The cuisine of the Netherlands has been closely linked to that of Northern France throughout history and many fine dining restaurants in the country serve French food. Many of these include meat, cheese, nuts, fruits and wine. Farming and fishing shaped traditional Dutch food and are largely based on dairy products, especially cheese, which are known and exported throughout the world.
Some of the most famous cheeses from the Netherlands include Leyden, Edam, and Gouda. Dried sausages with a strong flavor also feature prominently in Dutch food and many villages in the country produce their own type of sausage. A traditional and typical meal in Netherlands served for breakfast or lunch includes different kinds of cheeses, a plate of cold cuts, and sweet toppings. A traditional Dutch dinner may include beans, potatoes, meat, and vegetables. A dish called stamppot, which is mashed potatoes mixed with other mashed vegetables is also often included.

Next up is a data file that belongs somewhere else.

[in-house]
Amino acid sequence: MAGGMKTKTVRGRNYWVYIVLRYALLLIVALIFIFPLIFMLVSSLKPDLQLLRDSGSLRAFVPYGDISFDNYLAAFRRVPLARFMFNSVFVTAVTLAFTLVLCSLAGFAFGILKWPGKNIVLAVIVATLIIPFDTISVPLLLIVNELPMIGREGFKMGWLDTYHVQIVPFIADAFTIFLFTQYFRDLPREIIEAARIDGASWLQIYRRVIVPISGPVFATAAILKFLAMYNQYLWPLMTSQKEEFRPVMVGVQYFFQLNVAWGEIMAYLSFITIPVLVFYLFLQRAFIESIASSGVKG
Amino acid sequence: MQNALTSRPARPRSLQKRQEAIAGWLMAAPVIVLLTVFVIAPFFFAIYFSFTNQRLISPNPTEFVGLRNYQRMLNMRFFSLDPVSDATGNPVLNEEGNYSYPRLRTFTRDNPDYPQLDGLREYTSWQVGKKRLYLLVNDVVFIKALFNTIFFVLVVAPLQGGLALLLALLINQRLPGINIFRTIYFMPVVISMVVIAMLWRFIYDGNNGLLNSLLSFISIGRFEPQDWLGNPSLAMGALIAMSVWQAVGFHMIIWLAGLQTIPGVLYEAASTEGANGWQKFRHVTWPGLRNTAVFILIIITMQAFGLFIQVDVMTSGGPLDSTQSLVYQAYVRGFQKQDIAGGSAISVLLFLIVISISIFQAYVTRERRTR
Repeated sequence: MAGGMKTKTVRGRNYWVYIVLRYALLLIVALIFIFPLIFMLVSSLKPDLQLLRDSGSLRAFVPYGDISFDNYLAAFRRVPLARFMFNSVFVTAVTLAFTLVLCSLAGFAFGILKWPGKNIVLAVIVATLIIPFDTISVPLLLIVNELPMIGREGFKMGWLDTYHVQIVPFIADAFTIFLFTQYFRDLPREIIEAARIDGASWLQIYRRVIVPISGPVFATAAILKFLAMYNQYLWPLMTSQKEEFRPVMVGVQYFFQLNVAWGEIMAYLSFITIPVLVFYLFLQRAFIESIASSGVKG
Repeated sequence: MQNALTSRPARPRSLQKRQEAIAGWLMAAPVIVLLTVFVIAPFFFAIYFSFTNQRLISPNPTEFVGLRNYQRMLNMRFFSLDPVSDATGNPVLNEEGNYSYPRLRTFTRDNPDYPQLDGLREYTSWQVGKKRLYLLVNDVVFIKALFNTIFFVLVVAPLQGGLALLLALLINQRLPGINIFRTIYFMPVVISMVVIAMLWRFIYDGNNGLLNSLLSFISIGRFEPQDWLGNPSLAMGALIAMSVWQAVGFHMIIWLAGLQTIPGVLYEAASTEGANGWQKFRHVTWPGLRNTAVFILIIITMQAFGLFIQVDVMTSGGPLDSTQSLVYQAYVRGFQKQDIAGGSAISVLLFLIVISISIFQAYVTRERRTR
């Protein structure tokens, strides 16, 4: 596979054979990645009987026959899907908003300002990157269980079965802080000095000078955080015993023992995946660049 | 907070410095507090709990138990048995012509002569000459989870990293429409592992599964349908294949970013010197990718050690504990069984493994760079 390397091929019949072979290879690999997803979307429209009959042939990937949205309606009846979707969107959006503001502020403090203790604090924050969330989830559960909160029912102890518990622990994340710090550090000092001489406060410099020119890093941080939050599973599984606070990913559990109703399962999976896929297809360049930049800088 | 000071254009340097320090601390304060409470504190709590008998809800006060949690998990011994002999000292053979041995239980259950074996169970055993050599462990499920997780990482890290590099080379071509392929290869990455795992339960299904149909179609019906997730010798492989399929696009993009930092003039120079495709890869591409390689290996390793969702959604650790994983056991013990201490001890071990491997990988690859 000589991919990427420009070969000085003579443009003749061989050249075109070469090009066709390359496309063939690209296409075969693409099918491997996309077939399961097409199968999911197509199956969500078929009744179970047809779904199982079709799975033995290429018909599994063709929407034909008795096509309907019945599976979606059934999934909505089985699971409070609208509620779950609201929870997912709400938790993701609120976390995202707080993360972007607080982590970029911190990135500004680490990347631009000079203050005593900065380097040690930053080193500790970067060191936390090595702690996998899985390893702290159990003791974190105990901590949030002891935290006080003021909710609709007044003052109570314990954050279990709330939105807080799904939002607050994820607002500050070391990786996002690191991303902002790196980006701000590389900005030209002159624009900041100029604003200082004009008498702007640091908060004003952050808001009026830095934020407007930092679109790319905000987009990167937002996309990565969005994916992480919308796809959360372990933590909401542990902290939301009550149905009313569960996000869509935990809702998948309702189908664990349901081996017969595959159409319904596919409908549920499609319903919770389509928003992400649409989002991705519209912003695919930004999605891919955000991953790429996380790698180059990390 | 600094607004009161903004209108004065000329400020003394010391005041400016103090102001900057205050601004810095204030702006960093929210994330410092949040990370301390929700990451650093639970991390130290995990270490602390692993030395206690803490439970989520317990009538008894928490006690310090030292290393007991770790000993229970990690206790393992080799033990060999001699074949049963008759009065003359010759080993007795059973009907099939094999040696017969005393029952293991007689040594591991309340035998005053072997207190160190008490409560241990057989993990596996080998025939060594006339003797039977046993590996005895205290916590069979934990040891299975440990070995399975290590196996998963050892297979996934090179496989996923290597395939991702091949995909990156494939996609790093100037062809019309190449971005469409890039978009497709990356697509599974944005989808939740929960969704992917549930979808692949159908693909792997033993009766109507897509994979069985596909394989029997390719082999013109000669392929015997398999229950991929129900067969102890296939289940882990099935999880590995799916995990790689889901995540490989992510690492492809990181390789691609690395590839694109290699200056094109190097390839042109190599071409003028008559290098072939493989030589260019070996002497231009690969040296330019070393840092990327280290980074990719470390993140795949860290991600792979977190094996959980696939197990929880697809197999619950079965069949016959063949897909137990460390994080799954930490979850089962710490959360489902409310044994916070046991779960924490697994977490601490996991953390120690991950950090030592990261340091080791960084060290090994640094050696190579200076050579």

Two of the most revered restaurants in the Netherlands that serve fine French cuisine include the Manoir Interscaldes and Kasteel Wittem. In the Dutch culinary world, the Manoir Interscaldes of Martje and Kess Boudeling is such a monument in gastronomy. The sea everywhere surrounds their generous Zélande. Martje selects the best of seafood and combines it with the first-choice land products to serve only the best, imaginative and refined cuisine.
Towards Maastricht, is another renowned gastronomic paradise, Kasteel Witten. The castle Witten dating back to the 12th century, is surrounded by a three-hectare park, full of secular trees and picturesque domes, all bordered by the rapid flow of the Geul. The young chef Ralph Berendsen went strengthened his learning under the most renowned German cooking chefs, all of it before making proposals to the castle of an inventive type of food, where the sea takes the first and foremost important place.